Saturday, April 27, 2013

Fighting Insurance Fraud - Some Red Flags That Should Cause An Insurance Agent To Ask More Questions

Tague Alliance works diligently with our member agencies to help them build profitable and stable independent insurance agencies.  In working to mitigate our loss ratios we need to utilize all frontline underwriting tools and insights that are available.  The article below provides some great tips on various red flags that an insurance agent should be aware of.

Fraud Red Flags

Allied's Special Investigation Unit (SIU) is where the fight against insurance fraud ends. Your agency is where it begins. By reviewing this list of red flag behaviors for a new applicant, you may be able to head off a potential fraudulent claim.

Please note: The following are industry red flags as established by the NICB. The presence of one or more does not prove fraud.

NICB general indicators of application fraud
The following list of behaviors may indicate a possibility of intent to commit fraud when applying for insurance.
  • Unsolicited, new walk-in business, not referred by existing policyholder.
  • Applicant walks into agent's office at noon or end of day when agent and staff may be rushed.
  • Applicant neither works nor resides near the agency.
  • Applicant's given address is inconsistent with employment/income.
  • Applicant gives post office box as address.
  • Applicant has lived at current address less than six months.
  • Applicant has no telephone number or provides a mobile/cellular phone number.
  • Applicant cannot provide a driver's license or other identification, or has a temporary, recently issued or out-of-state driver's license.
  • Applicant wants to pay the premium in cash.
  • Applicant pays minimum required amount of premium.
  • Applicant suggests price is no object when applying for coverage.
  • Applicant's income is not compatible with the value of the vehicle to be insured.
  • Applicant is never available to meet in person and supplies all information by telephone.
  • Applicant is unemployed or self-employed in transient occupation.
  • Applicant questions agent closely on claim handling procedures.
  • Applicant is unusually familiar with insurance terms or procedures.
  • Applicant is not signed in agent's view (i.e. mailed in).
  • Applicant works through a third party.
  • Applicant has had a driver's license for significant period, but not prior vehicle ownership and/or insurance.
NICB indicators associated with coverage
Existence of any of the following conditions may indicate intent to commit fraud.
  • Name of previous insurance carrier or proof of prior coverage cannot be provided.
  • No prior insurance coverage is reported although applicant's age would suggest prior ownership of a vehicle and/or property.
  • Significant break-in coverage is reported under prior coverage.
  • Question about recent prior claims is left unanswered.
  • Full coverage is requested for older vehicle.
  • No existing damage is reported for older vehicle.
  • Exceptionally high liability limits are requested for older vehicle inconsistent with applicant's employment, income or lifestyle.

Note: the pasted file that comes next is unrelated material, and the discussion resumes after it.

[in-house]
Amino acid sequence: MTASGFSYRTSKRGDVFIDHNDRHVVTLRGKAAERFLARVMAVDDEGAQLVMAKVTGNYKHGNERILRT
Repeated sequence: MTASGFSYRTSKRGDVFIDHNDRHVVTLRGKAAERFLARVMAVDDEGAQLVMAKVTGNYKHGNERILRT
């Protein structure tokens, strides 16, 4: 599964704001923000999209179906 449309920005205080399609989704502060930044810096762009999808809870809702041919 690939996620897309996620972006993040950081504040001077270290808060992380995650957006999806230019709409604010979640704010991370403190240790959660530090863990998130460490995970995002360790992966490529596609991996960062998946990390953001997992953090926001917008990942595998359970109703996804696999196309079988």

NICB indicators associated with applicant's vehicle/business
Existence of any of the following conditions may indicate intent to commit fraud.
  • Vehicle is not available for inspection.
  • Photos are submitted in lieu of inspection.
  • Vehicle does not appear to be appropriate for the claimed address or income.
  • Vehicle has an unusual amount of after-market equipment (stereo, wheels, car phone, etc.)
  • Vehicle inspection uncovers discrepancy between VIN listed on title/bill of sale and the VIN plate on the dashboard or the manufacturer's door sticker.
  • No lienholder is reported for new or high-value vehicle.
  • Vehicle title or authenticated bill of sale cannot be produced.
  • Applicant is seeking new business coverage and has never been in any, or this type of business, in the past.
  • Sound financial backing for the business to be insured is not apparent.
  • Loss payee is not a legitimate lending institution.
© 2001 Allied Insurance, a member of Nationwide Insurance, All Rights Reserved

Wednesday, April 3, 2013

She was drunk at her Junior High Dance Who gave her the liquor???

As insurance agents, we all know how important it is for our clients to carry sufficient liability coverages. In some cases, it's difficult to explain to clients why they need it, what kinds of claims can occur, and how the liability coverage would kick in. Here is a GREAT example, that a lot of clients don't think about.... liability associated with their children and the choices they make.

Written By:

Laurie Infantino, AFIS, CISC, CIC, ACSR, CISR, CRIS
President of Insurance Community Center

This weekend I had a friend, Amanda, visit for a couple of days. Within hours of arriving she got a call from her daughter’s school saying she (her 15 year old daughter) had to be picked up immediately because she and her friends had been drinking. The drama unfolded with her being picked up, suspended for at least a day and hopefully being an indentured servant at her home for an unlimited time frame. But the question Amanda kept asking in heated tone was “where did you get the liquor”. Finally, after escalating threats, the daughter admitted to getting the liquor from her friend’s parent’s home with whom she was spending the night. Lucky in this case there were not any injuries---no one getting behind a wheel intoxicated—but, it could have happened and what then.